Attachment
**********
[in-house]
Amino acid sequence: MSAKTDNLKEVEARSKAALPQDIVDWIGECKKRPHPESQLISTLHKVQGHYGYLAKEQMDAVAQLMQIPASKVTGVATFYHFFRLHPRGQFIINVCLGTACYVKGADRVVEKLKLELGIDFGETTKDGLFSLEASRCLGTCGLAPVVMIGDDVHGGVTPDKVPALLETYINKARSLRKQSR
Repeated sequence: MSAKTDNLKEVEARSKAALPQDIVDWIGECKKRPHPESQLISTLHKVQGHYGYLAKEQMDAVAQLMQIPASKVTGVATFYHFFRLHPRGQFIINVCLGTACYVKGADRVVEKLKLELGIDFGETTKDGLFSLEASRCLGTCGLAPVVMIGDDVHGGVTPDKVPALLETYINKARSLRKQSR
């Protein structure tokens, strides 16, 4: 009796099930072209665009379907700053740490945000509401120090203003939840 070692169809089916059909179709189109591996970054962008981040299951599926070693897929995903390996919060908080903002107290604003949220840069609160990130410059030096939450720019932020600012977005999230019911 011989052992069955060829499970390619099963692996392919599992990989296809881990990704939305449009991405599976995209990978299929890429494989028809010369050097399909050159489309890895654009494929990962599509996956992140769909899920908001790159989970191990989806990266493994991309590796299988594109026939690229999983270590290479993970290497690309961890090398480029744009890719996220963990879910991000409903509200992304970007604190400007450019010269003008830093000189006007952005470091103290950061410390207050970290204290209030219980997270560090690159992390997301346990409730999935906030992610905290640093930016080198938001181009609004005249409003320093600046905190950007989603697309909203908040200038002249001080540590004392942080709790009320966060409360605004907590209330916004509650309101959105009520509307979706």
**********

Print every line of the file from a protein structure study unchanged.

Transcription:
[in-house]
Amino acid sequence: MSAKTDNLKEVEARSKAALPQDIVDWIGECKKRPHPESQLISTLHKVQGHYGYLAKEQMDAVAQLMQIPASKVTGVATFYHFFRLHPRGQFIINVCLGTACYVKGADRVVEKLKLELGIDFGETTKDGLFSLEASRCLGTCGLAPVVMIGDDVHGGVTPDKVPALLETYINKARSLRKQSR
Repeated sequence: MSAKTDNLKEVEARSKAALPQDIVDWIGECKKRPHPESQLISTLHKVQGHYGYLAKEQMDAVAQLMQIPASKVTGVATFYHFFRLHPRGQFIINVCLGTACYVKGADRVVEKLKLELGIDFGETTKDGLFSLEASRCLGTCGLAPVVMIGDDVHGGVTPDKVPALLETYINKARSLRKQSR
């Protein structure tokens, strides 16, 4: 009796099930072209665009379907700053740490945000509401120090203003939840 070692169809089916059909179709189109591996970054962008981040299951599926070693897929995903390996919060908080903002107290604003949220840069609160990130410059030096939450720019932020600012977005999230019911 011989052992069955060829499970390619099963692996392919599992990989296809881990990704939305449009991405599976995209990978299929890429494989028809010369050097399909050159489309890895654009494929990962599509996956992140769909899920908001790159989970191990989806990266493994991309590796299988594109026939690229999983270590290479993970290497690309961890090398480029744009890719996220963990879910991000409903509200992304970007604190400007450019010269003008830093000189006007952005470091103290950061410390207050970290204290209030219980997270560090690159992390997301346990409730999935906030992610905290640093930016080198938001181009609004005249409003320093600046905190950007989603697309909203908040200038002249001080540590004392942080709790009320966060409360605004907590209330916004509650309101959105009520509307979706």